Fit for the future

From “retro” to fit for the future

What to do when an asset comes of age? It’s a question that every manufacturer faces at some point. From retrofitting and refurbishing to remanufacturing, many options exist alongside replacement. These options offer more than just a facelift – they help futureproof your business.

The oldest machine in the plant is a piece of trusted technology that has served you well over the years but now it’s showing its age and has started letting you down. You can’t afford to stop everything to fix it so frequently. Worse still, you begin to wonder if you can still get the spare parts you need.

Is it time to replace it with a new machine with more modern technology? Or is there a way you can bring life back into the old machine and bring it up to date? “For our customers, what matters is often not whether a machine is new or old, but how high its operating costs are,” says Martin Staeger, Head of Service Transformation at Bühler. The annual cost of maintaining, overhauling, and repairing equipment increases over time. Investing in scheduled maintenance extends life, and Bühler can help there with the right parts, techniques, tools, and procedures, as well as service agreements. But end of life considerations will at some point become a big pain point.

It could be parts, productivity, or new technology that drives the decision. “Many machines have local control. The life cycle of these systems is often much shorter than that of the hardware. It may be that the electronic components are no longer supplied, so you have to replace the control system,” Staeger says. “Or it may be that new technology has become available and you want to know if you can retrofit it into your existing installed base of assets to make them more productive.”

The Rs in circular economy

This is where the Rs come in – not just Replace, but also Refurbish, Remanufacture, and Retrofit. In a way, there is nothing new about these – people have always fixed and repaired machines. But today these ideas are gaining new significance as they not only save money but also resources, contributing to the circular economy.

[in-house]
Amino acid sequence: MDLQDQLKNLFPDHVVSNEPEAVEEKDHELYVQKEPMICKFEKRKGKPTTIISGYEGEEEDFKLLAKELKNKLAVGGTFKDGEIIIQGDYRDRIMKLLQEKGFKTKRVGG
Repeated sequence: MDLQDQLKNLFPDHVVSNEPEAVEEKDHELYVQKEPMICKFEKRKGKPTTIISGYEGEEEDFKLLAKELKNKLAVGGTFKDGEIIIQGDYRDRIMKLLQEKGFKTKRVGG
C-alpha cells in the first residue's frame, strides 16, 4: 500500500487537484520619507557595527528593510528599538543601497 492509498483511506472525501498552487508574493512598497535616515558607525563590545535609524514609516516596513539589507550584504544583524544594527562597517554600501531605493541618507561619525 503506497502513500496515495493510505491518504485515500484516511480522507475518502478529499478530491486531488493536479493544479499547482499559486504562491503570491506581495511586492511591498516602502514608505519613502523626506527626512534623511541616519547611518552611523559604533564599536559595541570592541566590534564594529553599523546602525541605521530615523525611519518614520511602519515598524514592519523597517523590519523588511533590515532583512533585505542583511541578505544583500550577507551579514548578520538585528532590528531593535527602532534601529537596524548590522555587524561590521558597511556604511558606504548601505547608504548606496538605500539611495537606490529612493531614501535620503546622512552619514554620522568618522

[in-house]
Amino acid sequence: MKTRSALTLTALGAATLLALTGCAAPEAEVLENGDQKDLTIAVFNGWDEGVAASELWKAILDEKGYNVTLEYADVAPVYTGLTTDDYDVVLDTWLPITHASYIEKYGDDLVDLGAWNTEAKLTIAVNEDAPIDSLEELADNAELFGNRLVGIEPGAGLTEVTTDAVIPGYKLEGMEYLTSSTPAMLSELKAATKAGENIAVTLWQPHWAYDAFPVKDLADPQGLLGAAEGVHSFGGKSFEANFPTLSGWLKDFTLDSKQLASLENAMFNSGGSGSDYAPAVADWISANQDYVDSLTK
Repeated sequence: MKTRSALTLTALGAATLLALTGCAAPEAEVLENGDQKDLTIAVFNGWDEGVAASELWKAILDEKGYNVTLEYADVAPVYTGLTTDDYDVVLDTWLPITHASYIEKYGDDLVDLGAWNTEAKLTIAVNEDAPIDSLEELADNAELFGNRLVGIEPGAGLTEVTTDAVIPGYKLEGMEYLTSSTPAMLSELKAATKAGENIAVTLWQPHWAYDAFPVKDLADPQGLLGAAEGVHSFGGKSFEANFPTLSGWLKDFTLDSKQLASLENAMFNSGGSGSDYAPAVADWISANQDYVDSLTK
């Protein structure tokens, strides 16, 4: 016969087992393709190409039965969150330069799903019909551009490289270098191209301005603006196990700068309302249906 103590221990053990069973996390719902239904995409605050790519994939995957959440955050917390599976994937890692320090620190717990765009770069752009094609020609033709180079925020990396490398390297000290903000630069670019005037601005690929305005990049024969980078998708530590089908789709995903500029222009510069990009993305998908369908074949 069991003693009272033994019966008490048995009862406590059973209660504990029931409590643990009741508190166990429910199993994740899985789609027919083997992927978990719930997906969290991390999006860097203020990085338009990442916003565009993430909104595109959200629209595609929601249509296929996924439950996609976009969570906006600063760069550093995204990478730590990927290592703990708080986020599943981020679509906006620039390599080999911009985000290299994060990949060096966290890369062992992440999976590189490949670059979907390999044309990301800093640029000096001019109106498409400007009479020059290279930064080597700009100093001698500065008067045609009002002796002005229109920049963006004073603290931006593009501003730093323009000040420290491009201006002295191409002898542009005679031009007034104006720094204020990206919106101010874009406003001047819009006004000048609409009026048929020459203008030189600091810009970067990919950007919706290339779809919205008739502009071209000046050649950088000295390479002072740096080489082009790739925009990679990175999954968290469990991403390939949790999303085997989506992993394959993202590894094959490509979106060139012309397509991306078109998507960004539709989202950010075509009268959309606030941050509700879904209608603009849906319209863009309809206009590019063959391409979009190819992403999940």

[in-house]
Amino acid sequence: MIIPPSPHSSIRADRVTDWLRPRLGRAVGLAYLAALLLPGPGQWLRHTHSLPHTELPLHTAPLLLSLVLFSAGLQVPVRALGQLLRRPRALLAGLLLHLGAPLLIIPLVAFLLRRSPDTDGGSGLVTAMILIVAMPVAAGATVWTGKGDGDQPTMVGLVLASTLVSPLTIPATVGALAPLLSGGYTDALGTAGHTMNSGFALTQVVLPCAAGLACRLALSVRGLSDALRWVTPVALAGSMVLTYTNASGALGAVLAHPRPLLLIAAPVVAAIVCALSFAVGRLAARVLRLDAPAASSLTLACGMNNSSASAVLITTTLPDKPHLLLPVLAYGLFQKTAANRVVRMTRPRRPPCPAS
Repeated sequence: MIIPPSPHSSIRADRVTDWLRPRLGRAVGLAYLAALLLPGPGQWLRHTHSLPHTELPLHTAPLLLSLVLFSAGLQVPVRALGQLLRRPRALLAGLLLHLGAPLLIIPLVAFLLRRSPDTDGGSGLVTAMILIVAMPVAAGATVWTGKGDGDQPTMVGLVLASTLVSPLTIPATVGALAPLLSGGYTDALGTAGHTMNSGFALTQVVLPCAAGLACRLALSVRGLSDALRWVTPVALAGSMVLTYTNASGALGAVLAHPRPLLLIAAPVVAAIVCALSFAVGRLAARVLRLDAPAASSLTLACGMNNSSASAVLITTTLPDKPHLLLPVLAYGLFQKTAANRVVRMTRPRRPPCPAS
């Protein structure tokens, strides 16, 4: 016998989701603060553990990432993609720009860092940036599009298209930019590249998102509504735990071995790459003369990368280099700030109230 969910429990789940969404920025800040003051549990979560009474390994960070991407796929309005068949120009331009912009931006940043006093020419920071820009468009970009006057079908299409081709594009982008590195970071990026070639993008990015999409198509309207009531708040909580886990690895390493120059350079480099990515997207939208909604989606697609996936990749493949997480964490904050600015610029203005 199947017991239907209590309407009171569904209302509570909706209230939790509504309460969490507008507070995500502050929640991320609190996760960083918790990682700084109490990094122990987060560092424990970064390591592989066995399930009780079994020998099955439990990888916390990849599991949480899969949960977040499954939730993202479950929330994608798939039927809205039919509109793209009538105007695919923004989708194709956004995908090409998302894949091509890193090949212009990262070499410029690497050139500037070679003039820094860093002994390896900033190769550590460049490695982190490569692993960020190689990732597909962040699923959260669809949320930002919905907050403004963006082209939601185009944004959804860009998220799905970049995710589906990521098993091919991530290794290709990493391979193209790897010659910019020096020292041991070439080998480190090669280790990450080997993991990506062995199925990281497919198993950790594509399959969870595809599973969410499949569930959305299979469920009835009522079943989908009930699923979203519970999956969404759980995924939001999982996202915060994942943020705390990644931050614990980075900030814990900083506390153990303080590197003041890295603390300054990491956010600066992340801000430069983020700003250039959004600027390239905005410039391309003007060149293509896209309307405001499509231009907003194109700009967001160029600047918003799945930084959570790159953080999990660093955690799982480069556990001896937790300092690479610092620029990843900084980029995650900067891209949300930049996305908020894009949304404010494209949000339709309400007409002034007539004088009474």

The benefits that can be achieved include lower energy usage, better yield, and increased productivity. All of these also have an impact on the operation’s environmental footprint. “Take die casting. Together with one of our customers we calculated that overhauling a die-casting machine can lead to 70 percent energy savings, and reusing the materials saves around 75 percent of CO2e compared to the production of a new machine of comparable size,” explains Staeger.

And the knock-on effects flow through the value chain. You are not only increasing the sustainability of your own operations but, in turn, helping to make your customers’ products more sustainable. Whether refurbishing roller mills to extend their life, retrofitting new equipment to accommodate new ingredients, upgrading a machine to introduce a new process, or automating a complete plant, the beneficial impact can be both on the environment and the business’s bottom line.

Fast forward

Remanufacturing can extend the product life cycle, reduce material and energy consumption, and lower waste generation and costs. In contrast to refurbishing, which involves restoring an old machine to an almost-like-new state and fixes minor issues, with remanufacturing worn parts are restored to a condition that is equivalent or superior to the original in terms of quality, performance, and functionality.

“This is what we do in die casting at our workshops in Brescia in Italy, Michigan in the US, and Wuxi in China,” says Staeger. “We take the machine completely apart, inspect all the components, clean them, possibly replace some, reassemble it, and sometimes also improve the control system.”